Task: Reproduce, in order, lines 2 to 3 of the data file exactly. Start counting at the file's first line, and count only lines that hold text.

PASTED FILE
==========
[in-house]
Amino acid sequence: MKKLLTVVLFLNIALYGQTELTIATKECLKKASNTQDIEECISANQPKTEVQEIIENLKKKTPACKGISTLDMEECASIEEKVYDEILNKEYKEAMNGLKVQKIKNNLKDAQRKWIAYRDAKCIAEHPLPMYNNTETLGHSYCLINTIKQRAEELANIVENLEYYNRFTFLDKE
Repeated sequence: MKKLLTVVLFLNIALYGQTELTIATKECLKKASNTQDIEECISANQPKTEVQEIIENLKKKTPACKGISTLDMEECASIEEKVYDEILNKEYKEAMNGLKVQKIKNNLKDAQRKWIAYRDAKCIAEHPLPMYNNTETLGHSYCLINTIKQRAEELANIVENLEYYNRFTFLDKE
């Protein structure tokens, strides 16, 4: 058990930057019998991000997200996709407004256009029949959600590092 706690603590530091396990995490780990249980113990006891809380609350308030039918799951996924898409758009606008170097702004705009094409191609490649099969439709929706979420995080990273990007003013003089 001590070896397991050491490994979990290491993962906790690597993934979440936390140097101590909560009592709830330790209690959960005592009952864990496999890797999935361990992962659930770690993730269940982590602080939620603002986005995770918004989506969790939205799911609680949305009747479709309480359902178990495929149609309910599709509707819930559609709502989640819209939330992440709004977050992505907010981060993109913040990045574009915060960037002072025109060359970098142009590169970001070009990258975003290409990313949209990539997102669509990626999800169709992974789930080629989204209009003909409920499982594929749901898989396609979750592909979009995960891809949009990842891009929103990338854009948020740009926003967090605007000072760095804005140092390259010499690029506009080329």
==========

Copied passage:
Amino acid sequence: MKKLLTVVLFLNIALYGQTELTIATKECLKKASNTQDIEECISANQPKTEVQEIIENLKKKTPACKGISTLDMEECASIEEKVYDEILNKEYKEAMNGLKVQKIKNNLKDAQRKWIAYRDAKCIAEHPLPMYNNTETLGHSYCLINTIKQRAEELANIVENLEYYNRFTFLDKE
Repeated sequence: MKKLLTVVLFLNIALYGQTELTIATKECLKKASNTQDIEECISANQPKTEVQEIIENLKKKTPACKGISTLDMEECASIEEKVYDEILNKEYKEAMNGLKVQKIKNNLKDAQRKWIAYRDAKCIAEHPLPMYNNTETLGHSYCLINTIKQRAEELANIVENLEYYNRFTFLDKE